Parties Wage ‘War of Nerves’ over Date of Defense Spending Bill

Yomiuri Shimbun file photo
The Diet Building in Chiyoda Ward, Tokyo

The ruling and opposition parties are waging a psychological war over the date to vote on a draft law to secure financial resources for increased defense spending.

The ruling parties are negotiating with the Constitutional Democratic Party of Japan and others to vote on the bill at the House of Councillors’ Financial Affairs Committee on Thursday, hoping to have it passed at the upper house’s plenary session Friday. There is speculation, however, that the CDPJ will submit a no-confidence motion Friday to the House of Representatives against the Cabinet.

On Tuesday at the committee’s board meeting, the ruling parties proposed a vote for that same day, which was rejected by opposition parties. Later, Kotaro Nogami, chairperson of the Liberal Democratic Party’s Diet Affairs Committee in the upper house, met with his CDPJ counterpart Yoshitaka Saito to inform him that voting would not take place that day.

The CDPJ had a censure motion against the committee’s chairman ready in case he decided to vote ex officio, but decided not to submit it.

The CDPJ’s Saito told reporters after the meeting, “The time is gradually ripening, and we will make a comprehensive decision on whether to accept the vote on Thursday.”

A sense of hope is growing within the LDP that, as a senior member of the upper house said, “The CDPJ will not employ delaying tactics, such as by submitting the censure motion” at Thursday’s vote, in light of the fact that the LDP gave in to the CDPJ in postponing Tuesday’s vote.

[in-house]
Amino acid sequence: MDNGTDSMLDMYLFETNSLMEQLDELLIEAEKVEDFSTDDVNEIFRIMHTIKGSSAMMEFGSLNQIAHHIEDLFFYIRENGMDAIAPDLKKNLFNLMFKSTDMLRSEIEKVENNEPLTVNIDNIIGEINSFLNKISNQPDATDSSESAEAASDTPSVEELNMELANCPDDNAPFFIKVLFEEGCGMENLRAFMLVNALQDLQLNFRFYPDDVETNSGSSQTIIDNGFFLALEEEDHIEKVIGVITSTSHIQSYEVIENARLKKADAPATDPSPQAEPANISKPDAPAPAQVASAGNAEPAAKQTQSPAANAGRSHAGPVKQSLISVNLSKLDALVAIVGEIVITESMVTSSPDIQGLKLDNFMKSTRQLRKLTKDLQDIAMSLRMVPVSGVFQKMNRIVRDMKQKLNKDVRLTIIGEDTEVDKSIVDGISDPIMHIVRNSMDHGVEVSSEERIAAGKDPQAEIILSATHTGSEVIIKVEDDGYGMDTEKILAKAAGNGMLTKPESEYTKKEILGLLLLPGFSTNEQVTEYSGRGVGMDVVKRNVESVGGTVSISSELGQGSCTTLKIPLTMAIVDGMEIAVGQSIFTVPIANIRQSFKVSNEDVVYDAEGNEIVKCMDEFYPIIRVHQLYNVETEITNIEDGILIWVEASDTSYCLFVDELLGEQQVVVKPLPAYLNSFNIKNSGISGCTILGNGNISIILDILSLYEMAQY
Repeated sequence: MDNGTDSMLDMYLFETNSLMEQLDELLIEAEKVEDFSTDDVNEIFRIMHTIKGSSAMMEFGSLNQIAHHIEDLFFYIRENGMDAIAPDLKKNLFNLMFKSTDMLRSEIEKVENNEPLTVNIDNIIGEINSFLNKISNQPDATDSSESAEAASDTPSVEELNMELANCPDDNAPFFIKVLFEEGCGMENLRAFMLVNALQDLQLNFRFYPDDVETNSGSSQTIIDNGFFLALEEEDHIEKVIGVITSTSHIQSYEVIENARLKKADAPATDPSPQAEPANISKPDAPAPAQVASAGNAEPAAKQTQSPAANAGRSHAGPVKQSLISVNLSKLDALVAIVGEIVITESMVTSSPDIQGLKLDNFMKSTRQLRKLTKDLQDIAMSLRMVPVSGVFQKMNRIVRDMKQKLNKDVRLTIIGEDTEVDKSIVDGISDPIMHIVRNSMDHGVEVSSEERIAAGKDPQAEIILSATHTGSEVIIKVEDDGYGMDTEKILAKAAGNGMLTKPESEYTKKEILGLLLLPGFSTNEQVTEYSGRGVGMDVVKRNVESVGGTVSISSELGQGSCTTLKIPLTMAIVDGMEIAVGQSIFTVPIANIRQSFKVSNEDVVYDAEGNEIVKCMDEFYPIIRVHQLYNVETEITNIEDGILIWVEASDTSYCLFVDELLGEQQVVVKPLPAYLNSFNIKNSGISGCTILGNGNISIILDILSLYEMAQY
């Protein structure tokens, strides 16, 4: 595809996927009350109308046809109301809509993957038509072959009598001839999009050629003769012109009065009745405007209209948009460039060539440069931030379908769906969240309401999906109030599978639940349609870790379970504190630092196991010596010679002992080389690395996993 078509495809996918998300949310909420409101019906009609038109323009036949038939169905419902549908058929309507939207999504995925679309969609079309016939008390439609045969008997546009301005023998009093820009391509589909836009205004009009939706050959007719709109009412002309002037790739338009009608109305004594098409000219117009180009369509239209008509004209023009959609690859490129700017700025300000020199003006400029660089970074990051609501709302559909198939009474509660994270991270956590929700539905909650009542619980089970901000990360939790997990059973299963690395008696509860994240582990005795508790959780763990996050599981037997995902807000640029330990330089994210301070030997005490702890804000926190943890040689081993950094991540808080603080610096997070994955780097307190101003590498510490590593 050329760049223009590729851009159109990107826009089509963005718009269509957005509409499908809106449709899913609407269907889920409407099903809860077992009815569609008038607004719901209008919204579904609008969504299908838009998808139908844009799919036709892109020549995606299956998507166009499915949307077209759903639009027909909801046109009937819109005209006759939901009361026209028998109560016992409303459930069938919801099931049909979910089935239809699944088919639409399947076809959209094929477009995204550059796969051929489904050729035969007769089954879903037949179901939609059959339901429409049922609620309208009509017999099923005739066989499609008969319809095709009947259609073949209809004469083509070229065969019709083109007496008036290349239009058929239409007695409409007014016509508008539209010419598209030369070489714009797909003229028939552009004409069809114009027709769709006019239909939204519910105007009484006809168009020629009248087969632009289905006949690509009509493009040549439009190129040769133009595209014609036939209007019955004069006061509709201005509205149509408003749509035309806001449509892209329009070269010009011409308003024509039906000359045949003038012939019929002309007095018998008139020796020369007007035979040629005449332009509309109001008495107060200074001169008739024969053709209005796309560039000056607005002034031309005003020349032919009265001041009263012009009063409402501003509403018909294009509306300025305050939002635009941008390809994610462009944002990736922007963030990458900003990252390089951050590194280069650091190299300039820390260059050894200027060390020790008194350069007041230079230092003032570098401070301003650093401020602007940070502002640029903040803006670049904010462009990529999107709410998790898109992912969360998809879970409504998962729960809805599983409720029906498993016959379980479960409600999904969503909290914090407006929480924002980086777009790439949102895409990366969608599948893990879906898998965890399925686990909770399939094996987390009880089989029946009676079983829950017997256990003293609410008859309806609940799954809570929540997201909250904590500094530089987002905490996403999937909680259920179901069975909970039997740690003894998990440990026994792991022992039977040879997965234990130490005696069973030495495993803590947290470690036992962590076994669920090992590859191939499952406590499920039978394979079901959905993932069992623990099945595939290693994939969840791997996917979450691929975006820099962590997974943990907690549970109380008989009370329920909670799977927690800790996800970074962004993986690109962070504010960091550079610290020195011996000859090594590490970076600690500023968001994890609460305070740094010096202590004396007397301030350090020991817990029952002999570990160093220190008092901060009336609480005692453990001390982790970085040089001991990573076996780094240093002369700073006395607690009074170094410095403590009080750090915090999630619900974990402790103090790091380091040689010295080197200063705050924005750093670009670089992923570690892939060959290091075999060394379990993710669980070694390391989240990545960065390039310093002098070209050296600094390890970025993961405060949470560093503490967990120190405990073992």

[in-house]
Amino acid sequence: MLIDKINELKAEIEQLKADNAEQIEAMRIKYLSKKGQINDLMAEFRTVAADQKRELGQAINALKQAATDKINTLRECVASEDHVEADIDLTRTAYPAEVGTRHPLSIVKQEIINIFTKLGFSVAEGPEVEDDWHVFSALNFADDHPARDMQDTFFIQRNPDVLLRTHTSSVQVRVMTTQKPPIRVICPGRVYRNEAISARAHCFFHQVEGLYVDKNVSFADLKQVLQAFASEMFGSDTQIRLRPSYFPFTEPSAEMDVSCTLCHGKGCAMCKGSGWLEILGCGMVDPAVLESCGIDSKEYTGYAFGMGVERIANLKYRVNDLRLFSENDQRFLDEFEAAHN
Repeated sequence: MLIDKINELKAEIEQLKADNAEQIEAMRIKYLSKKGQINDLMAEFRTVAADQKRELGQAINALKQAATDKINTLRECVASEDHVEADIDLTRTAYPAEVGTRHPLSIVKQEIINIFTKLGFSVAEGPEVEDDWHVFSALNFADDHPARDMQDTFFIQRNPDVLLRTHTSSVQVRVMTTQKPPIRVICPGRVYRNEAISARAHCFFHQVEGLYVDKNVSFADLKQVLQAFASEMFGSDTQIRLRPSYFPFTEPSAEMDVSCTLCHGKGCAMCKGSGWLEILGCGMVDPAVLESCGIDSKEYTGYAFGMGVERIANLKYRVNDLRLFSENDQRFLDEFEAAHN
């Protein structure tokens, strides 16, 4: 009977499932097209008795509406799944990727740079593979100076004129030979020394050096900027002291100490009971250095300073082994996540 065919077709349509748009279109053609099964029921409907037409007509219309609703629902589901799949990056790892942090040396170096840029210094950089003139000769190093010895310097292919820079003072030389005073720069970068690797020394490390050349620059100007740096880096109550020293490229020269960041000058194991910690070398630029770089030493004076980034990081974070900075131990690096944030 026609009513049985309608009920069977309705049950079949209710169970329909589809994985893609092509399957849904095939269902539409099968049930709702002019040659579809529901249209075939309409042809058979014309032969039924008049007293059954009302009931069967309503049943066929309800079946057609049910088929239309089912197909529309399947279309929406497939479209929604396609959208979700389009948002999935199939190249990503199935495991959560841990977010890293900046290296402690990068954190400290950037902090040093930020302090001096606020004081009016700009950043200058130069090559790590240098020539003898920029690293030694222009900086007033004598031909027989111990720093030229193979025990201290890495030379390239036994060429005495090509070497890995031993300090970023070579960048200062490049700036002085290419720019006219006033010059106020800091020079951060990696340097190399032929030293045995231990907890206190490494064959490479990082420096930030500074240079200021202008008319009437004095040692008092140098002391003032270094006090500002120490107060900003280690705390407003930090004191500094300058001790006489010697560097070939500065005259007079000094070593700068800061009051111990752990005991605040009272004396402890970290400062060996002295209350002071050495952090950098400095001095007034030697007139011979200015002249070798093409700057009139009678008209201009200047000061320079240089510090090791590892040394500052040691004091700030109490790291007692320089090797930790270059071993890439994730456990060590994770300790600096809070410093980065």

But, another LDP member said the CDPJ “may play us foul” based on past experience of the party submitting a no-confidence motion against Finance Minister Shunichi Suzuki, despite having agreed to a committee vote at the lower house deliberation.

If a censure motion was submitted against a committee chairman on Thursday, deliberations are expected to be suspended until the motion is rejected at Friday’s plenary session, leading the ruling parties to consider extending the Diet session.

There is also speculation that the CDPJ may submit a no-confidence motion against the Cabinet on Friday even if it agrees to vote on Thursday, because a senior CDPJ member mentioned at Tuesday’s meeting of its caucus the possibility of having its party members wait near the Diet after Friday.